By Katie Dahlstrom
CLINTON - This year’s heavy rains have claimed their latest victim: The new Clinton middle school. Because of rain delays, the construction of the facility slated to open for the 2014-2015 school year is behind schedule.
Eric White with Estes Construction gave members of the Clinton School Board during their Monday meeting an update on the progress of construction. He said the schedule for the project had to be altered, but he didn’t want to put a time frame on how much it had been pushed back at this stage.
“I think what we need to do is once we have a roof on it is look at the options,” White said. “We’re behind, there’s no question about that, where we wanted to be at the time.”
A groundbreaking for the $21 million project, which is being funded with the one cent sales tax, was held in April. When it opens, sixth-, seventh- and eighth-grade students will attend class in the building, which is being constructed at the corner of 13th Avenue North and 16th Street Northwest.
The school will have classrooms that facilitate inquiry-based learning and foster education technology and replace Washington Middle School, which was built in 1935, and Lyons Middle School, built in 1971.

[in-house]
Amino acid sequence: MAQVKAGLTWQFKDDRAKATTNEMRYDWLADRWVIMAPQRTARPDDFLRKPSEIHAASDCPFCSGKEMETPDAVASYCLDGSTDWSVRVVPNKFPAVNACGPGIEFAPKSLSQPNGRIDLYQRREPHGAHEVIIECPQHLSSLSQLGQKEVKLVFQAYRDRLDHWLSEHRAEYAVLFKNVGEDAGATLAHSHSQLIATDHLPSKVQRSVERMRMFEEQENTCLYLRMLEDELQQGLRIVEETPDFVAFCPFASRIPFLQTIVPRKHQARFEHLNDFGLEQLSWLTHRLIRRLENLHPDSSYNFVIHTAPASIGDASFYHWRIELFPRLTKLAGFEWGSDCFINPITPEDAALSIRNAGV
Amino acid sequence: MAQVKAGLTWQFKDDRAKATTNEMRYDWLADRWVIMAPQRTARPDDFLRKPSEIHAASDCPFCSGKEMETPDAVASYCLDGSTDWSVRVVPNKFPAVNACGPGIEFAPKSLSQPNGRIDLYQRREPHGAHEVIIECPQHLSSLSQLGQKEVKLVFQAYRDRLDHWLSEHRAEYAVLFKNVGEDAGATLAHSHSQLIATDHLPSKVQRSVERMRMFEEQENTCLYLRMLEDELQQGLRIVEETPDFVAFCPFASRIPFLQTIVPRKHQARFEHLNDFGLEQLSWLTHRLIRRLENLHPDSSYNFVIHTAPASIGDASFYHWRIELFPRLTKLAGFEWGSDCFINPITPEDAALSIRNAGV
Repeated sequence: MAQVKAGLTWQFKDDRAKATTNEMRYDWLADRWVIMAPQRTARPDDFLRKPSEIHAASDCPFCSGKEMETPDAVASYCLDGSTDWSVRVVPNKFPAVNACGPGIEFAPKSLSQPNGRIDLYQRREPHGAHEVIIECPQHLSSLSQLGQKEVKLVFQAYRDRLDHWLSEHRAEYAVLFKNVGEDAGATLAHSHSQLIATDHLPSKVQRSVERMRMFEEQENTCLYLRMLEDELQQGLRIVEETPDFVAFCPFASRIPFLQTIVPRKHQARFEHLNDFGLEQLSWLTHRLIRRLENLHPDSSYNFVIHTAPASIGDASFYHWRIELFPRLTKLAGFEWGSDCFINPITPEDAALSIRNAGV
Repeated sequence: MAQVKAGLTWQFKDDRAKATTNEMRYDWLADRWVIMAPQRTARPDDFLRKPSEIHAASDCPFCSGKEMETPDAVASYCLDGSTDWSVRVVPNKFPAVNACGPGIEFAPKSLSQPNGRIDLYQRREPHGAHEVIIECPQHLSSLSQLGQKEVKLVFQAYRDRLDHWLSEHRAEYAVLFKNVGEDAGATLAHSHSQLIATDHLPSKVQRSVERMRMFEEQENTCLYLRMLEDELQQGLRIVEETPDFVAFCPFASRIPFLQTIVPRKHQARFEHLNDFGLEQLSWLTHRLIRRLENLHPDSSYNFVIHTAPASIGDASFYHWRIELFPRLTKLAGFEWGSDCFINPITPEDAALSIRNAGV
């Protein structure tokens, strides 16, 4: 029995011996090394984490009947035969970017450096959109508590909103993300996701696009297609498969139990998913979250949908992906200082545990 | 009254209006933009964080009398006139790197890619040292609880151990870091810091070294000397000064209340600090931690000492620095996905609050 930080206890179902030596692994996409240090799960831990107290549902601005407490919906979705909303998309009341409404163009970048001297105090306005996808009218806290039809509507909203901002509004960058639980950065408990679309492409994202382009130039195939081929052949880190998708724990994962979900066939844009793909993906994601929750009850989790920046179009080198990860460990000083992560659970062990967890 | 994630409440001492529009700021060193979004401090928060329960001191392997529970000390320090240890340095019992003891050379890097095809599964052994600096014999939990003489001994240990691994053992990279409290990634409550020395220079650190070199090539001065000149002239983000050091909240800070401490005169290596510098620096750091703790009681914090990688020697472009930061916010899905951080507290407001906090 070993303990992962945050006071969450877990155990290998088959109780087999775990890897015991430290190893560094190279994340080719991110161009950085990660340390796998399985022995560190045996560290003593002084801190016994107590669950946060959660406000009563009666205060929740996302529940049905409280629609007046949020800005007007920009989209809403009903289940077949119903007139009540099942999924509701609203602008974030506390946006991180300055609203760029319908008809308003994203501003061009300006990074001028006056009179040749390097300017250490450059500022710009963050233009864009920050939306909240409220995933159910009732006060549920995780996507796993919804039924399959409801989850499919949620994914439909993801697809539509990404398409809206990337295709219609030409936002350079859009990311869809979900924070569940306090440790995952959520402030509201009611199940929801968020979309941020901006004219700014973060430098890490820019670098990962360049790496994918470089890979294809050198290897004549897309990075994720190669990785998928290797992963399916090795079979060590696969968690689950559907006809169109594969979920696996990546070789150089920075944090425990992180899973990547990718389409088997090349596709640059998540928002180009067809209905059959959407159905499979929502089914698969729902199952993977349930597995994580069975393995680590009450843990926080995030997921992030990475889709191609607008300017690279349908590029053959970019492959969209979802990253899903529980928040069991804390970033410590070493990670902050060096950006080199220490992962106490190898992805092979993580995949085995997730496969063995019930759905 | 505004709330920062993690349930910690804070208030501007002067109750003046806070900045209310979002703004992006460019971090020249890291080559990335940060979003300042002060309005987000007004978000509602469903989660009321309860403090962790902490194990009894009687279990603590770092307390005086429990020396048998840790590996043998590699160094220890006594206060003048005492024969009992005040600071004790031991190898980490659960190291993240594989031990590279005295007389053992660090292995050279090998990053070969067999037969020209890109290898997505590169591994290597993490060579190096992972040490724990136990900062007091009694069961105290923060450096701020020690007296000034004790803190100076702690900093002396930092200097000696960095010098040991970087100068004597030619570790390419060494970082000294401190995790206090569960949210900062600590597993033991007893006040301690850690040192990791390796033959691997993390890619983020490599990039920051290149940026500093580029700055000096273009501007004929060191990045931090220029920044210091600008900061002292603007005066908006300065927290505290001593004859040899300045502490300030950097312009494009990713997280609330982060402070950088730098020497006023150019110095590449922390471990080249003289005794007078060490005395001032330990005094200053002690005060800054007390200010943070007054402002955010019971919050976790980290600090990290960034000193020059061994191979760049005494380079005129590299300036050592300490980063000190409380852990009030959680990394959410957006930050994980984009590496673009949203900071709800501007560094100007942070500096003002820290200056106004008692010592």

White shared the progress that has been made at the site in the last month, such as installing stone columns for the foundation. He said crews are about two days away from having the area that will be underneath the two-story section of the building complete. They have also made progress on the foundation of one of the sections.
Site stormsewer is about wrapped up, White said. They have also made the opening to 13th Avenue North where the entrance to the school will be.
This month, stone column work and retaining wall work will continue. The first shipment of structural steel for the project will arrive early next month.
Because of the rain, he explained, the project timeline was changed. In addition to the steps Estes has already implemented because of the revised time schedule, White said his company is looking into stacking trades or overtime work to bring the project back up to speed.
Board members as well as Superintendent Deb Olson said they often face questions from the public about the new school because of the excitement in the community.
“I think everyone understands we’ve had a wet spring, it’s not your guys’ fault, I don’t know if I speak for everybody here, but I think we’re all getting a little bit nervous,” board member Jack Wenzel said.
White said he would like to wait until the structure is closed and the roof is up in December before sharing the impact of the weather delays, but assured the board he is aware of where construction is and where it needs to be.